Minimalistic instrumentation, syncopated drumming, unusual female vocal styles and melodies, catchy harmonies, and unique guitar solos strongly characterise this release. The sound is a subtle mix of eccentric rock, noise, and hip-hop. Trey Gunn displays his talents here playing a noisy Warr guitar and a Chapman Stick. The entire album stands as a musical whole, with common musical elements present in different songs. The drums/percussion are one of the strong features in the album, and King Crimson's Pat Mastelotto makes a guest appearance on a couple of tracks. But it is Bob Muller's drumming that dominates. In fact, Trey Gunn found one of the drum parts of Mastellotto's so interesting that he used it in two of his songs (tracks 1 and 3). In the second instance, Trey Gunn composed a whole another song around Mastelotto's drum track. Trey Gunn's Warr guitar playing is smooth and fluid, and the ambience projected by the combination of the guitar and percussion is interesting. Of the vocals, I liked the ones on the track Symbiotic by Toyah Wilcox a lot (in fact, her vocal style reminded me of Yvonne Elliman, who played Mary Magdalene in the original studio recording of Jesus Christ Superstar). I also liked the vocals on the track Indiera by Serpentine. Trey said that when they were recording the song, "[her vocals] sounded like she was putting a curse on us. It was so strange and bizarre." I think that's an apt description of not just her vocals, but also some of the music on this album, and I mean that as a compliment.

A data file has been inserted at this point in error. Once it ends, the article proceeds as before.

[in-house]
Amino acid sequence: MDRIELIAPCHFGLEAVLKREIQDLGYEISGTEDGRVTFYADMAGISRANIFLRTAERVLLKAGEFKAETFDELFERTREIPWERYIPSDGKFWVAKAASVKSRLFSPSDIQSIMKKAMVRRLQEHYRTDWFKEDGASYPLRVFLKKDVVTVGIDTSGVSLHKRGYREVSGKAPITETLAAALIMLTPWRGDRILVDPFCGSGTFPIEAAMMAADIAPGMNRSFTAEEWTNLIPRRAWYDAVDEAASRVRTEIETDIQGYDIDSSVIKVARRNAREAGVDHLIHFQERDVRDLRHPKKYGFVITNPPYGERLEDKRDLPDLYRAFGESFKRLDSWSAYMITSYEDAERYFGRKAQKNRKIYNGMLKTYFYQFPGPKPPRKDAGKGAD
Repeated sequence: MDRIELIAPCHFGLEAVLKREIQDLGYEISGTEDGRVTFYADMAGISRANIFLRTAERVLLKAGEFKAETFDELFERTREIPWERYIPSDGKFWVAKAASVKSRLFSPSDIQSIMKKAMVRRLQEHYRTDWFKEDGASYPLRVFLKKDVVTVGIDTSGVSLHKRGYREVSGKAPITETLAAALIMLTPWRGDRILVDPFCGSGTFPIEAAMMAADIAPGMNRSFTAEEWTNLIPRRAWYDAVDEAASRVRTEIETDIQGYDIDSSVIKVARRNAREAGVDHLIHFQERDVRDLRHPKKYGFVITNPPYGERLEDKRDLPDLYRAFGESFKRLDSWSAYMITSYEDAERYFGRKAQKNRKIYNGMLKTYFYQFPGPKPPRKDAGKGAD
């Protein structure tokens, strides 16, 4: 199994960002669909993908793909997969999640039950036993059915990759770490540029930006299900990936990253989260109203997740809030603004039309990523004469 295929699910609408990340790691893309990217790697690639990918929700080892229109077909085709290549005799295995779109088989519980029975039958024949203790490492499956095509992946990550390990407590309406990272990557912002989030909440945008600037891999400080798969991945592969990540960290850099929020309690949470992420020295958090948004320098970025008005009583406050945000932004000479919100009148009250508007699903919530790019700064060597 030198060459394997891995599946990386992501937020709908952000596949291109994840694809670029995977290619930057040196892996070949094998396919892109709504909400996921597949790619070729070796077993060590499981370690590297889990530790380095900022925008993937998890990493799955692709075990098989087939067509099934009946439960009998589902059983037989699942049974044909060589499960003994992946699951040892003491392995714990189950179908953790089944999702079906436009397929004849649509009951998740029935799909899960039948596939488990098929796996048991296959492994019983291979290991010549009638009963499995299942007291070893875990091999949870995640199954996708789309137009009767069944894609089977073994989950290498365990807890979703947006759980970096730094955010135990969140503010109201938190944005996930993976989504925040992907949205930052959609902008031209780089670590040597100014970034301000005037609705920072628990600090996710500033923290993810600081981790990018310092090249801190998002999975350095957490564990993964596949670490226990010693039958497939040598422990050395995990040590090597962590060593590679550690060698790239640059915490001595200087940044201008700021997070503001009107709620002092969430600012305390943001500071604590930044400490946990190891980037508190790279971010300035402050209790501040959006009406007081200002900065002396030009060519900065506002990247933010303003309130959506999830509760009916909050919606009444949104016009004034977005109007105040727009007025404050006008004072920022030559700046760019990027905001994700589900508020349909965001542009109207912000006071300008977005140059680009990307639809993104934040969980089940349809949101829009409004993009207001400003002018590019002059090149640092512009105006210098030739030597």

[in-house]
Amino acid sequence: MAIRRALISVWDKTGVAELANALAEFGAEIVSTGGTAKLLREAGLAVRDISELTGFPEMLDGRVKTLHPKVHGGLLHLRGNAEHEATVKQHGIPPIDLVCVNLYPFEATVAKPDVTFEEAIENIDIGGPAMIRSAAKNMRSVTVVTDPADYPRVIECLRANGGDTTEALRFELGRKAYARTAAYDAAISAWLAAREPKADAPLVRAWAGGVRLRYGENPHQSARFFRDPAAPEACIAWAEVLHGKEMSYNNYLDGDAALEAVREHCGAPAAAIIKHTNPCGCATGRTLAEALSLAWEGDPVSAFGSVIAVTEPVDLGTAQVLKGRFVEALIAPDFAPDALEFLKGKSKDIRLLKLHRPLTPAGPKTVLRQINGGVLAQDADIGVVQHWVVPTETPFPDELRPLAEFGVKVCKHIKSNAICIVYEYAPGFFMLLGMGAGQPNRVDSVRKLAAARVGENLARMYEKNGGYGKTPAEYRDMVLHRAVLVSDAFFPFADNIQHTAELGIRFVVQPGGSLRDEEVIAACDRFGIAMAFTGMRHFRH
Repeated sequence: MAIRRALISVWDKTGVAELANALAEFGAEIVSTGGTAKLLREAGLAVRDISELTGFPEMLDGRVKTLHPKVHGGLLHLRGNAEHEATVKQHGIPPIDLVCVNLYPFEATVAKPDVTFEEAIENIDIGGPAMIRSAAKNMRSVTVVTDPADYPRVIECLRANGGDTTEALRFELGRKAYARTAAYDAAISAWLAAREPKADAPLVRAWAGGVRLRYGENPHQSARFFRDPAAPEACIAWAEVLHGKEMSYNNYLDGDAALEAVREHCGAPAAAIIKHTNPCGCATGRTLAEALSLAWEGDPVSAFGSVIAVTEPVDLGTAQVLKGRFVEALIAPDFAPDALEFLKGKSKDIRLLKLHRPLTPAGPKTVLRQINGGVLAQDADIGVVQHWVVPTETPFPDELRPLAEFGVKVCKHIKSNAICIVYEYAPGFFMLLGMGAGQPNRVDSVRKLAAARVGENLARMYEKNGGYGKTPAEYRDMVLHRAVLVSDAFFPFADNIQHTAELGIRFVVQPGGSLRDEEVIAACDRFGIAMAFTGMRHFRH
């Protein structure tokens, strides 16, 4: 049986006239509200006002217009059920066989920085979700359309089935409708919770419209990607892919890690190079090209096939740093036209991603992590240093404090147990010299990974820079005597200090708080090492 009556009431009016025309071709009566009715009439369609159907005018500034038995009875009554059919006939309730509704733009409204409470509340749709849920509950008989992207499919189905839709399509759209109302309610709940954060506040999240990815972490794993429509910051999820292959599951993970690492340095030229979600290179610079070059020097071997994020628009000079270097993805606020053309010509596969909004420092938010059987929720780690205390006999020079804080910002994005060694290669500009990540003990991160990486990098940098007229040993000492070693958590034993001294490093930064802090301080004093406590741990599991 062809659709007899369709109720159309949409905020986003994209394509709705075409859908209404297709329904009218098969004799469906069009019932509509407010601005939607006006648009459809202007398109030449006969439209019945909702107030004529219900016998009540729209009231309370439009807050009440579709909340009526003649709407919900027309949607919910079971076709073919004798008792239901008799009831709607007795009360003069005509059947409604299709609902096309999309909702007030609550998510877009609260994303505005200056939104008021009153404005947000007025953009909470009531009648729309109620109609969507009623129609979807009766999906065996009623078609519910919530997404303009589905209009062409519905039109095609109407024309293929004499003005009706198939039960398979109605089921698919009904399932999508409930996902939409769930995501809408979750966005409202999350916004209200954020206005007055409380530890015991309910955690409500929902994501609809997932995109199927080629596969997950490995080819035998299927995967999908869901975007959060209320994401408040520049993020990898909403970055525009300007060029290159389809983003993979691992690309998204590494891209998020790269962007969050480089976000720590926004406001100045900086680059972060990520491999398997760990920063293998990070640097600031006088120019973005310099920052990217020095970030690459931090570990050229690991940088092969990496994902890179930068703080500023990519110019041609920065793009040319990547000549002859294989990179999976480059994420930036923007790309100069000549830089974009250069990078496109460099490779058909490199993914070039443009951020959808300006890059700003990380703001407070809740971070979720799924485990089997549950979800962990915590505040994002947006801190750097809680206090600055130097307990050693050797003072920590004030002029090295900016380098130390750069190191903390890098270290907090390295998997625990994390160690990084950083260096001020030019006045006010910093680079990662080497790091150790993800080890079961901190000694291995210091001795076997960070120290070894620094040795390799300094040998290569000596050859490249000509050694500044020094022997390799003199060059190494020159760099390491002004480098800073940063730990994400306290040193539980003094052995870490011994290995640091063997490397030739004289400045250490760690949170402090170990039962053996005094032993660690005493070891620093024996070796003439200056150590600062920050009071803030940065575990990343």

The CD comes in a very unique case, which features different "postcards" that serve as liner notes containing some brilliant artwork and cool quotes. The music on the album was apparently influenced by Trey's observations of the night sky, living in northern New Mexico. All in all, it's an excellent package; one of the better releases I've heard thus far this year.